The plane lost contact while at 2,300ft and disappeared off radar near the Casquets lighthouse, infamous among mariners as the site of many shipwrecks, eight miles (13km) north-west of Alderney.

The force added UK authorities have been calling airfields on the south coast to see if it landed there but there had been no confirmations and a decision about an overnight search would be made at sunset.


Media captionCardiff City signed the 28-year-old from French club Nantes
A spokesman for the French Civil Aviation Authority said the Piper PA 46 Malibu aircraft was French but had not been registered in France.

"We can confirm Emiliano Sala was on board," he said.
"This morning, the French research started with one French national navy ship and one aircraft. The investigation will determined which authority will take the lead on the research."
Sightings of red flares were reported during a lifeboat and helicopter search, but "nothing of significance was found", a Channel Islands Air Search spokeswoman said.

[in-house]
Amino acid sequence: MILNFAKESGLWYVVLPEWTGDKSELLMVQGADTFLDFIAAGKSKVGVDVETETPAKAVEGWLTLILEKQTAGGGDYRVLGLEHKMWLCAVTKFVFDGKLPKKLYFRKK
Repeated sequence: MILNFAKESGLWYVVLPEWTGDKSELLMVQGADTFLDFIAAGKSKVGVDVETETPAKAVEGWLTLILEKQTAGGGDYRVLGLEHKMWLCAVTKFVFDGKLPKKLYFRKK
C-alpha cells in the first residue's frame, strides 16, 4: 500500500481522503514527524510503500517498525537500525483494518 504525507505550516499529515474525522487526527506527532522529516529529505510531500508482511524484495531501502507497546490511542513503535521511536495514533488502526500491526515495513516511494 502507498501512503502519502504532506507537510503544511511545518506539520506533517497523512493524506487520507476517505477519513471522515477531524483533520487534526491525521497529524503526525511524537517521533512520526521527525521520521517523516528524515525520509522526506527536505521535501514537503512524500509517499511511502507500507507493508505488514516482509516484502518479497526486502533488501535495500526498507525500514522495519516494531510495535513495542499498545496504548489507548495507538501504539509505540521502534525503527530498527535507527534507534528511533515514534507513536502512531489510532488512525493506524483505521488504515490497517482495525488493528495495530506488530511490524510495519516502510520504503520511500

Police said on Tuesday more than 100sq miles had been searched by five aircraft and two lifeboats. The search had resumed after being called off overnight "due to strengthening winds, worsening sea conditions and reducing visibility".

Cardiff Airport confirmed the aircraft was due to arrive from Nantes but a spokeswoman said there were no further details.
Guernsey harbour master Captain David Barker said no distress call had been received and if the search continues into the night it is unlikely to have a good outcome.
"It's far easier to see something on the surface in daylight," he said. "We are looking for any traces of an aircraft, a life raft, persons in the water, life jackets."
Flowers have been left outside the Cardiff City Stadium

                                
Flowers have been left outside the Cardiff City Stadium

The Met Office said conditions were not "too intense" at the time the aircraft went missing but had become wetter and windier later in the evening.
John Fernandez, a reporter for BBC Guernsey, said it was a difficult area to search.
"A number of search vessels are out searching the area. It's known for its strong currents - there are a number of shipwrecks," he added.
"The search area is absolutely massive at the moment. They're searching a number of different spots at the moment - they're not sure whereabouts this plane might have gone down."
'Last goodbye'